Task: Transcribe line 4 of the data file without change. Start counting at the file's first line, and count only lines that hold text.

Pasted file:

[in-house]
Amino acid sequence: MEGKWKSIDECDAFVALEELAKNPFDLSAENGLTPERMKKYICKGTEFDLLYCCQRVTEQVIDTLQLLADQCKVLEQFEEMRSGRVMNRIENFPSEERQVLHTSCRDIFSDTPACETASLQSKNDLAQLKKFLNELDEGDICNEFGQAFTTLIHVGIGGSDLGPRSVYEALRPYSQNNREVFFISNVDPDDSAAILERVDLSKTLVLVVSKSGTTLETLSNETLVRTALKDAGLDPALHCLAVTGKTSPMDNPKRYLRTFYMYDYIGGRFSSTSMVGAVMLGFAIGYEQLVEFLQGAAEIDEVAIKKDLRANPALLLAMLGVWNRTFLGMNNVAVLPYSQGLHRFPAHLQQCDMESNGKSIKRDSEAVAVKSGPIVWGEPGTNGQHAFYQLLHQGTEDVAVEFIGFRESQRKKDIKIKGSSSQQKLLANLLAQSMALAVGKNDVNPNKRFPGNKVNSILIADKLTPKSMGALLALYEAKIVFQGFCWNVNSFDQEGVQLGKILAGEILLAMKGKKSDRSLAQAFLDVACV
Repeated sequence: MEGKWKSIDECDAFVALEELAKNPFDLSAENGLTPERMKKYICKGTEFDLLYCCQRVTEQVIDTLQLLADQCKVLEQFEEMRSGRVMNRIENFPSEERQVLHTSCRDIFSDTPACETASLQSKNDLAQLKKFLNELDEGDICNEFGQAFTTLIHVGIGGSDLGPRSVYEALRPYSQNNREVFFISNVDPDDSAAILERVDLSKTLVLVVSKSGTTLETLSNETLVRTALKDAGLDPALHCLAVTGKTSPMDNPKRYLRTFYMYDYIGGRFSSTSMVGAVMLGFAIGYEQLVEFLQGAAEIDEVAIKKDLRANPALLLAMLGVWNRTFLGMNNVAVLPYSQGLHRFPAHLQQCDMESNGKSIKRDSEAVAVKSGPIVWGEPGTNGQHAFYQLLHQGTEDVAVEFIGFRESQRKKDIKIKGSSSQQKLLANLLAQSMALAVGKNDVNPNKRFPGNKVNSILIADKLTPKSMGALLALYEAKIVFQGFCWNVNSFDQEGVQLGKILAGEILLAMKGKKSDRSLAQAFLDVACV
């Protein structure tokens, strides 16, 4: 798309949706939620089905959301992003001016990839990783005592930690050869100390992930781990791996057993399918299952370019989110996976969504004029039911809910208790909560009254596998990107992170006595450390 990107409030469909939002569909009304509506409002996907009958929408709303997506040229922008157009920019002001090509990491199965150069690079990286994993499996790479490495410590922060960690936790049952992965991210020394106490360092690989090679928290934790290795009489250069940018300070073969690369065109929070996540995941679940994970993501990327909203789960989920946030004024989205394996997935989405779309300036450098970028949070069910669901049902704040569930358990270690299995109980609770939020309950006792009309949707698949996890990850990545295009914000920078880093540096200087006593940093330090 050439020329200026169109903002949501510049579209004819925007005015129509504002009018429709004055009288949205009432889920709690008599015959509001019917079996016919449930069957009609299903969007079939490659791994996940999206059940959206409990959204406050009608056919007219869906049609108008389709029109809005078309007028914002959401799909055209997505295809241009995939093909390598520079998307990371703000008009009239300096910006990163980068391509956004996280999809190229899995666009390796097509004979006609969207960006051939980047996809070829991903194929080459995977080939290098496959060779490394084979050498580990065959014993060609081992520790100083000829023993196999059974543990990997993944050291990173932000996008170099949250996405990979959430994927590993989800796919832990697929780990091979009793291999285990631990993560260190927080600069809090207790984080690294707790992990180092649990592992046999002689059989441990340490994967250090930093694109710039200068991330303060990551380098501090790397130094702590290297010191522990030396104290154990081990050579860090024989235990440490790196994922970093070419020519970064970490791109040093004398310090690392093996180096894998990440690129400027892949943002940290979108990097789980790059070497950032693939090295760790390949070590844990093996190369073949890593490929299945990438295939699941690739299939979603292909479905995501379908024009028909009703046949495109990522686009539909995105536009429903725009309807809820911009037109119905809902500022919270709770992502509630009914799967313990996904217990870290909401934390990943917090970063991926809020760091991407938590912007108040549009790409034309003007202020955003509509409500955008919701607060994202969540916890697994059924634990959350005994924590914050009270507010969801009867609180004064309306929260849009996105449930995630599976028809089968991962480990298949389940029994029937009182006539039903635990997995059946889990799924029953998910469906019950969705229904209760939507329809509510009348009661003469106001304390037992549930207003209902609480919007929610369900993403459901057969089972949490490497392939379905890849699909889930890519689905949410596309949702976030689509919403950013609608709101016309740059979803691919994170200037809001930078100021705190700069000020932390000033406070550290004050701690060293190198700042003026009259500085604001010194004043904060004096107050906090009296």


């Protein structure tokens, strides 16, 4: 798309949706939620089905959301992003001016990839990783005592930690050869100390992930781990791996057993399918299952370019989110996976969504004029039911809910208790909560009254596998990107992170006595450390 990107409030469909939002569909009304509506409002996907009958929408709303997506040229922008157009920019002001090509990491199965150069690079990286994993499996790479490495410590922060960690936790049952992965991210020394106490360092690989090679928290934790290795009489250069940018300070073969690369065109929070996540995941679940994970993501990327909203789960989920946030004024989205394996997935989405779309300036450098970028949070069910669901049902704040569930358990270690299995109980609770939020309950006792009309949707698949996890990850990545295009914000920078880093540096200087006593940093330090 050439020329200026169109903002949501510049579209004819925007005015129509504002009018429709004055009288949205009432889920709690008599015959509001019917079996016919449930069957009609299903969007079939490659791994996940999206059940959206409990959204406050009608056919007219869906049609108008389709029109809005078309007028914002959401799909055209997505295809241009995939093909390598520079998307990371703000008009009239300096910006990163980068391509956004996280999809190229899995666009390796097509004979006609969207960006051939980047996809070829991903194929080459995977080939290098496959060779490394084979050498580990065959014993060609081992520790100083000829023993196999059974543990990997993944050291990173932000996008170099949250996405990979959430994927590993989800796919832990697929780990091979009793291999285990631990993560260190927080600069809090207790984080690294707790992990180092649990592992046999002689059989441990340490994967250090930093694109710039200068991330303060990551380098501090790397130094702590290297010191522990030396104290154990081990050579860090024989235990440490790196994922970093070419020519970064970490791109040093004398310090690392093996180096894998990440690129400027892949943002940290979108990097789980790059070497950032693939090295760790390949070590844990093996190369073949890593490929299945990438295939699941690739299939979603292909479905995501379908024009028909009703046949495109990522686009539909995105536009429903725009309807809820911009037109119905809902500022919270709770992502509630009914799967313990996904217990870290909401934390990943917090970063991926809020760091991407938590912007108040549009790409034309003007202020955003509509409500955008919701607060994202969540916890697994059924634990959350005994924590914050009270507010969801009867609180004064309306929260849009996105449930995630599976028809089968991962480990298949389940029994029937009182006539039903635990997995059946889990799924029953998910469906019950969705229904209760939507329809509510009348009661003469106001304390037992549930207003209902609480919007929610369900993403459901057969089972949490490497392939379905890849699909889930890519689905949410596309949702976030689509919403950013609608709101016309740059979803691919994170200037809001930078100021705190700069000020932390000033406070550290004050701690060293190198700042003026009259500085604001010194004043904060004096107050906090009296």